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Re: Viva Neornithine Birds!
----- Original Message -----
From: "john bois" <email@example.com>
Sent: Monday, February 05, 2007 10:42 PM
David M. said:
If ten clades survived, that means ten breeding pairs must have survived.
Twenty birds in the whole world is still not what I'd call "mass
survival" or use to argue against the size of the impact. 100 or 1000
worldwide would still not be "mass survival".
Disagree. A ten to zero neo vs. enanti victory _suggests_ mass survival.
I mean, lone survival infers sheer luck. But if ten lone couples survived
for luck reasons, the chances are none that they would all be
When ten couples out of billions and billions survive, anything can happen.
Of course, not all species are equally susceptible to the various effects of
impacts, and I think this is what we are looking at here. Arboreal birds
will run into trouble when all the trees burn, for example. This --
exaptation for impact conditions -- seems to be what you have never taken
into account so far.
Assuming equal numbers and distribution of neornithines and
enantiornithines, the probability is .5 ^10 that they would _all_ be
How do you arrive at this number?
Well, (the "shorebird" hypothesis) was wrong.
Can I quote you as an authority?
No. Instead, quote... IIRC... _any_ cladistic analysis of Neornithes,
including the latest one. (Feduccia has never done one.)
That is a misrepresentation. Given that huge crater, what do we expect,
and do we find those expectations confirmed? So far we find many of
them confirmed, and haven't managed yet to disprove any.
It's glib because it doesn't require evidence and is, indeed, untestable.
What? It requires evidence for an impact. It is entirely falsifiable: show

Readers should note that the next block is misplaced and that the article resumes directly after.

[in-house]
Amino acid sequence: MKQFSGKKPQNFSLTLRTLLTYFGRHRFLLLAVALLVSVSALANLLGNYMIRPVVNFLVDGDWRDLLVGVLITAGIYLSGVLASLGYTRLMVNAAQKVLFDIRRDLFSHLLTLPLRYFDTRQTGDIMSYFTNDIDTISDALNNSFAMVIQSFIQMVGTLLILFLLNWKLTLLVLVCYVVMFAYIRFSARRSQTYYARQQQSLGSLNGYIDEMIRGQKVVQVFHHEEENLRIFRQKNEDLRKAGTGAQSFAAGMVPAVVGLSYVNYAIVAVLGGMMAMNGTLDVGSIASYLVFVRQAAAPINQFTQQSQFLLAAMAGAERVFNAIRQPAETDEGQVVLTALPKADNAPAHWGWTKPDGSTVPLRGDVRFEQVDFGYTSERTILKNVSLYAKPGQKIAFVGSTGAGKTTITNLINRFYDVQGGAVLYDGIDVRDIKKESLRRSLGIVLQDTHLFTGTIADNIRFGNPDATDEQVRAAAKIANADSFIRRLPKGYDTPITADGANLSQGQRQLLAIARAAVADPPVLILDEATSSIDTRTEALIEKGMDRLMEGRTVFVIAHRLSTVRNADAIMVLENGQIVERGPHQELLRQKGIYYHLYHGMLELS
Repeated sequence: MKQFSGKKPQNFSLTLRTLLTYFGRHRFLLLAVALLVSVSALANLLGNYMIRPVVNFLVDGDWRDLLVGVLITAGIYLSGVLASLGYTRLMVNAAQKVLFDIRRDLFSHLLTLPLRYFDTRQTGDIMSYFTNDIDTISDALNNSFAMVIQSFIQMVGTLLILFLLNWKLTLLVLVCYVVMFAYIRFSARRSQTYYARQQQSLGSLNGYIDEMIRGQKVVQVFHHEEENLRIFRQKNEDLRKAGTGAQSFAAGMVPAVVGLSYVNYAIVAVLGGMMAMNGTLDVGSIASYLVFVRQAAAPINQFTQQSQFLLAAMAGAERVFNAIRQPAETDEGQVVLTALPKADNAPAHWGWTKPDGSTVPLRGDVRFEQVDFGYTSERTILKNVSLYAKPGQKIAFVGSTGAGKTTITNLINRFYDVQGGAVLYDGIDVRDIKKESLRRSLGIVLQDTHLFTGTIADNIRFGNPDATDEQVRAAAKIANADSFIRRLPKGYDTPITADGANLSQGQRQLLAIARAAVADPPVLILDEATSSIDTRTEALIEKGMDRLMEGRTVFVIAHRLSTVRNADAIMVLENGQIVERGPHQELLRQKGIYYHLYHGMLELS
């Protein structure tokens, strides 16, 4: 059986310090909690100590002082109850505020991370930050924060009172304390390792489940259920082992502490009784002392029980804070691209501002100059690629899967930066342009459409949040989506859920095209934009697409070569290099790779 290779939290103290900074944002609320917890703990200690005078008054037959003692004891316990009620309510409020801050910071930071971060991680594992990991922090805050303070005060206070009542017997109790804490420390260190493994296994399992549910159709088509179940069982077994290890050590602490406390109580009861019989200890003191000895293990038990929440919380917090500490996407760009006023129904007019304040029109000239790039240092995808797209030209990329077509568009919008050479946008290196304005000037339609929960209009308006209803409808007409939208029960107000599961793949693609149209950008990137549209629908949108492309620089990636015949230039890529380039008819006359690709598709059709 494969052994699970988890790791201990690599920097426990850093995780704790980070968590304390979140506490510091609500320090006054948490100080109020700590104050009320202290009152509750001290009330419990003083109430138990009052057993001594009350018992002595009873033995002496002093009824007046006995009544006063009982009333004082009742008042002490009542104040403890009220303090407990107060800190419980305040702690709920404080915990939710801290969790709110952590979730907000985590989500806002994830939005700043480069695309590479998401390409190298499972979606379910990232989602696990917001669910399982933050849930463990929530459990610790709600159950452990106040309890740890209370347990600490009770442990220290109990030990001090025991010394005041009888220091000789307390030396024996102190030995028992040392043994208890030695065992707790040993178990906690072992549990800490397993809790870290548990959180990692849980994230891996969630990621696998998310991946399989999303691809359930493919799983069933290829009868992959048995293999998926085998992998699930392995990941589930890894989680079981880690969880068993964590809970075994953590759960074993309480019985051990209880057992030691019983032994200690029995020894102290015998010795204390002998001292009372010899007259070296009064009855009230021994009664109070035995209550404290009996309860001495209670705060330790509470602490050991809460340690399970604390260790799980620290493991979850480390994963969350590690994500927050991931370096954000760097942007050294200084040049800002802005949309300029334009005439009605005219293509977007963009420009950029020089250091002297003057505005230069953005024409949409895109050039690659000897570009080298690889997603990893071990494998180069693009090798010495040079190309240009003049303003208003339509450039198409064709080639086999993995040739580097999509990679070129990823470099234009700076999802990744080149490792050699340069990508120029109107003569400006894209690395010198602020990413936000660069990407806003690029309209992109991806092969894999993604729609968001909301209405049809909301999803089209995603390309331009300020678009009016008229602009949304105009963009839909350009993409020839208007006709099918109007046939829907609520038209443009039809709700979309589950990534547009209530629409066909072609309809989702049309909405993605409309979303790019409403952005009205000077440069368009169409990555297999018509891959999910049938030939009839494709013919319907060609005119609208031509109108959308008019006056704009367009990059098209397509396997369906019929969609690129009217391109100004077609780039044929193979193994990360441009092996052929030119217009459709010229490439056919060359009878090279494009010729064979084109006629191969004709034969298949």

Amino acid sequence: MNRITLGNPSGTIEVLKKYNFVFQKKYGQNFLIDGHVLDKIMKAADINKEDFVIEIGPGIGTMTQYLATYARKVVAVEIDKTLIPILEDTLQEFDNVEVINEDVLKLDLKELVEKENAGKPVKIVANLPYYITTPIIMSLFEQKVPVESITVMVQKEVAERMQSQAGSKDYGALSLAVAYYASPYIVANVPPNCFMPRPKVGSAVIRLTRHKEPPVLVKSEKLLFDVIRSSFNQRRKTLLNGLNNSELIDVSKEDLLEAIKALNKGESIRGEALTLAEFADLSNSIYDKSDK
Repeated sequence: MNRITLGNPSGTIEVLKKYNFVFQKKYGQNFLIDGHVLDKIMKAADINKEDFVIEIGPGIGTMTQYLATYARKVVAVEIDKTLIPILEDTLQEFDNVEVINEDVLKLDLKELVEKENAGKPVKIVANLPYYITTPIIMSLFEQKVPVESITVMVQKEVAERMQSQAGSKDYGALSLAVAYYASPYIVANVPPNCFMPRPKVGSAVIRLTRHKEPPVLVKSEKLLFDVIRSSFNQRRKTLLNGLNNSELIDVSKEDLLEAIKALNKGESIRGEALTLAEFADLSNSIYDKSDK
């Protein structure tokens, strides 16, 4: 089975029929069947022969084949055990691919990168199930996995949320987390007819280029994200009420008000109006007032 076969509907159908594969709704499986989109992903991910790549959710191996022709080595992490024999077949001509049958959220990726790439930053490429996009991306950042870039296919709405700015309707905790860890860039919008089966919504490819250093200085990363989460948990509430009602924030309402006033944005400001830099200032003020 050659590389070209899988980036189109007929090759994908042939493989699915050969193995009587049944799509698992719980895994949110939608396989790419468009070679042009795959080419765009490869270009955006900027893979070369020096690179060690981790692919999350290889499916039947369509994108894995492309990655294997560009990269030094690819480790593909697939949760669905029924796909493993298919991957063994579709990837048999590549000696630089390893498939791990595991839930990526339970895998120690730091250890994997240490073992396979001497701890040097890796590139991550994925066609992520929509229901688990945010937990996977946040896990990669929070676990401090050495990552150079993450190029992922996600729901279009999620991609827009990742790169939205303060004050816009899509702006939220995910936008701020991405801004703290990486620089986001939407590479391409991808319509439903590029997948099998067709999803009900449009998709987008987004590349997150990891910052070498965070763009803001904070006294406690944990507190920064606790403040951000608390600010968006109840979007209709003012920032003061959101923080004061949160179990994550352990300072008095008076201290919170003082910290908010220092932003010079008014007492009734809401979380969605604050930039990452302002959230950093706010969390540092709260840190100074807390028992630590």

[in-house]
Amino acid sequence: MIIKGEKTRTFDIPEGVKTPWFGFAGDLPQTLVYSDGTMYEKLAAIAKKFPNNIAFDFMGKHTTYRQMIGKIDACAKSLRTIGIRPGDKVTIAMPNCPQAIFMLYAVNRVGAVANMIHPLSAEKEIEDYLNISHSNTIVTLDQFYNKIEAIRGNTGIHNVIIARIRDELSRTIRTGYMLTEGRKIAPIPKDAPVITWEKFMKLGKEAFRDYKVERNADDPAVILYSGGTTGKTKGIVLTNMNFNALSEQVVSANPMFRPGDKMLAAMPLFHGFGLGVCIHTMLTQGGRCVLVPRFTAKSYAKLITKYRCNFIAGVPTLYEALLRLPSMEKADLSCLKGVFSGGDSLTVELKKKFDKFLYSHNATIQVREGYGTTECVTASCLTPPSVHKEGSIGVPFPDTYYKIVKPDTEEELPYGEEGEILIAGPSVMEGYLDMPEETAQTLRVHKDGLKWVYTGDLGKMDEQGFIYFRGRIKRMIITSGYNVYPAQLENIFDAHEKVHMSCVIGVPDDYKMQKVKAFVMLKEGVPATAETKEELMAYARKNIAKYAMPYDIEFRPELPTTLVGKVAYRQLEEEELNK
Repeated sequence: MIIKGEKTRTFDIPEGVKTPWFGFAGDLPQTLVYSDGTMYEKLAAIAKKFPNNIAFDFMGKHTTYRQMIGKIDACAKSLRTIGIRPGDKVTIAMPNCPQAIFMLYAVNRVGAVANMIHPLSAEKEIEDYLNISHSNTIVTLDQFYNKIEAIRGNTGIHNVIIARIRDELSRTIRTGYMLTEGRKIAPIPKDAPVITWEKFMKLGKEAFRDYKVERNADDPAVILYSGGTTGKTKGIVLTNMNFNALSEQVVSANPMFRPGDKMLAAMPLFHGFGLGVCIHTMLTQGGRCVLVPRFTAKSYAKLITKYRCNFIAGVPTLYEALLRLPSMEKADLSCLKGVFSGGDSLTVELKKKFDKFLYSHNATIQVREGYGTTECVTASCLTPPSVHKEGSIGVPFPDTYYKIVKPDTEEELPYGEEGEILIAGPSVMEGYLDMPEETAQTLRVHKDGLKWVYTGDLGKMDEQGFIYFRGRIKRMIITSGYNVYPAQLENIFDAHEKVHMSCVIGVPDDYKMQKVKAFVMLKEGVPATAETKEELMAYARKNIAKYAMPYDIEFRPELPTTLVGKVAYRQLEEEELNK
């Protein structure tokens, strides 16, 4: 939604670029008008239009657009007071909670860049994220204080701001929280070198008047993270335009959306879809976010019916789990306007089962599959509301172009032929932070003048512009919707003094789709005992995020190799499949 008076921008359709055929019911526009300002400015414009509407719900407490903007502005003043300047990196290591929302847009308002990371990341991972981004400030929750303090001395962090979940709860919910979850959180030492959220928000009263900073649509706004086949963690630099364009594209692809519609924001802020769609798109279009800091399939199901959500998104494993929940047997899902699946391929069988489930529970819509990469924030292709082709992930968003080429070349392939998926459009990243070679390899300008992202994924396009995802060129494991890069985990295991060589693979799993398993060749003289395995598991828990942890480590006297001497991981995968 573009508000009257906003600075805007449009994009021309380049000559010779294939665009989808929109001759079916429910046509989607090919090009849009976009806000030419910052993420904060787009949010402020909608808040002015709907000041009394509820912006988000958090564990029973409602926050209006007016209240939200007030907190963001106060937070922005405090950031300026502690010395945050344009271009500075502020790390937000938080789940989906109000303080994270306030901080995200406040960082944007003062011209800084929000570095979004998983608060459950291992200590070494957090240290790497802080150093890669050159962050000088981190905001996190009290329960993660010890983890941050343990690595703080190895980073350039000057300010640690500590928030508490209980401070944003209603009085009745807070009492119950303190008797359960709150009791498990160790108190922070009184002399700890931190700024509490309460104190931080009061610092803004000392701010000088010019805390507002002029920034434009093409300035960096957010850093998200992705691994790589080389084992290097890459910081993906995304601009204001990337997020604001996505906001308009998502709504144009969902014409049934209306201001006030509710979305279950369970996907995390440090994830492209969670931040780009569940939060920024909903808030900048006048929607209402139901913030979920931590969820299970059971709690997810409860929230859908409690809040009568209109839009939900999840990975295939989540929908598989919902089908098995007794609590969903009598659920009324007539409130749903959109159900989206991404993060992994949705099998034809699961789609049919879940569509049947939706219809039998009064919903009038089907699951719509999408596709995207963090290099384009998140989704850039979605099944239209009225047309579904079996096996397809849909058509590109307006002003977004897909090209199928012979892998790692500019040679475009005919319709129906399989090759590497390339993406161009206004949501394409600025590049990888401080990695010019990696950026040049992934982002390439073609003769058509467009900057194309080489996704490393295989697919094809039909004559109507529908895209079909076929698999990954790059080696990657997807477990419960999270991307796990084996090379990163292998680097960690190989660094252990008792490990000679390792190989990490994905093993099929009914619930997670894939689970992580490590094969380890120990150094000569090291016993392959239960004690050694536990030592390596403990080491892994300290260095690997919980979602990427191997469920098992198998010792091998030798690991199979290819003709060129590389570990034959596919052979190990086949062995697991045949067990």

me that the -- more and more precise -- expectations are _not_ met, and the
hypothesis that the impact alone is to blame _is_ disproven. For example,
show me a steady decline of Enantiornithes across the boundary, or one that
reaches 0 right at or even before the boundary, at the same time an increase
in neornithine diversity, and show that whatever environmental conditions
can't be to blame (that's the easiest part).
It's glib because luck could be said to be involved in all extinctions or
none depending on how you define it.
We're not talking about the presence of luck, we're talking about the
absence of competition...
And it's glib because it inspires glib
hypotheses (e.g., the fanciful crab-cracking of shore birds).
Never heard of that one.
arguments from authority are unscientific;
Unless one knows everything about everything, it is helpful to rely on the
wisdom of others.
Then quote their work, not their sayers. They, too, must show that their
hypotheses are falsifiable and so far unfalsified, and generally they do.
...secondly, Livezey & Zusi are not even authorities on molecular
phylogenetics or divergence dating in the first place.
True. They were attractive to me because they don't seem to have a vested
interest in interpreting molecular data--and yet they need to have a
thorough knowledge of the literature. But, say...are you arguing against
their conclusions, or just gainsaying for epistemological sport?
You still haven't understood them. That particular claim is _not_ part of
their conclusions. It is part of the introduction of their paper: they give
a general overview of the subject, talking about the work of others and
presenting _their_ conclusions without evaluating them. The data matrix and
the tree of Livezey & Zusi don't have anything to do with this
"conclusion" -- _and they never claim they do_.